There are some things you home inspectors won’t check.
Electrical outlets behind heavy furniture – For one, basic home inspections evaluate only the stuff these professionals can see or access easily. That means if furniture is blocking certain areas, your home inspector isn’t about to throw out his/her back to move it aside.
Roof – Three or more stories in height most home inspectors will not walk on. They look from the ground and base their inspection on that.
Chimney and Fireplace – Home inspectors will typically open and shut dampers to make sure they’re working, and shine a flashlight up the chimney to check for big obstructions like a birds nest. But that’s typically where their inspection ends.
Well and Septic – If your inspector works in areas where wells and septic systems are common, for an extra fee ($150 typically) he/she might test your well water and check that your septic system is running Properly.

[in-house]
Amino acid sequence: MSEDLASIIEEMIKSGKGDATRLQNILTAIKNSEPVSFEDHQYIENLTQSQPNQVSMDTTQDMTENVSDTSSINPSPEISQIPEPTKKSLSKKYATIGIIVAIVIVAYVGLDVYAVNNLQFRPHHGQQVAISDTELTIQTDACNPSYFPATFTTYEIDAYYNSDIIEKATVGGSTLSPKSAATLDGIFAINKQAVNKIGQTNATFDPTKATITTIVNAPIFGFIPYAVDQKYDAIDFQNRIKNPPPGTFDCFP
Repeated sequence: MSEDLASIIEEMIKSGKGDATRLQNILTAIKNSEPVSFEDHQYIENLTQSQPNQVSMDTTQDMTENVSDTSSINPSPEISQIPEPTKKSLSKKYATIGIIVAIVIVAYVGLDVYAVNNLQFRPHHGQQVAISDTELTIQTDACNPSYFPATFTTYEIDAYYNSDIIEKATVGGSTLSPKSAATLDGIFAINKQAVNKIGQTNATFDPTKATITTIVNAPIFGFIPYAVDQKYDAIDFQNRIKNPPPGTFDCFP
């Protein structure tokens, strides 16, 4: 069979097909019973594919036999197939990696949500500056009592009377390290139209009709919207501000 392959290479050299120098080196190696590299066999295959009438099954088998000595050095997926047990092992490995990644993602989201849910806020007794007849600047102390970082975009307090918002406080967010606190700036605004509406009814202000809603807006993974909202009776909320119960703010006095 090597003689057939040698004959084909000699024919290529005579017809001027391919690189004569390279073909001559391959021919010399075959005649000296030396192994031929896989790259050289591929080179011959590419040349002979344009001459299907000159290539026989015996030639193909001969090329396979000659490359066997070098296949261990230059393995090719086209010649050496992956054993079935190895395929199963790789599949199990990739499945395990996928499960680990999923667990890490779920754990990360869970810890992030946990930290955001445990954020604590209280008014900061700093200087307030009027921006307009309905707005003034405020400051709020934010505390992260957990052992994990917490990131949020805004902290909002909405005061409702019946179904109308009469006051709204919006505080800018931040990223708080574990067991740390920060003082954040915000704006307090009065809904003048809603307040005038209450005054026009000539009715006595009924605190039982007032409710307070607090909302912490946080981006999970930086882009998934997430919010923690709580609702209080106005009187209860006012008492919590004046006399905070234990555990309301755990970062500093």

Swimming Pool – Basic home inspectors will turn on pool pumps and heaters to make sure they’re working. But inspectors won’t routinely evaluate cracks or dents in the pool. For that, you’ll need a professional pool inspector, who will run pressure tests for plumbing leaks. He’ll also scrutinize pumps, filters, decking surfaces, and safety covers. Pool contractors will do all of these but the price varies.
The ground under your home – While home inspectors will thoroughly check the home, the ground beneath it might go largely ignored. So if you’re worried about the land’s structural integrity—or whether it shifts, tilts, or has sinkholes or a high water table—you’ll need to hire a geotechnical engineer.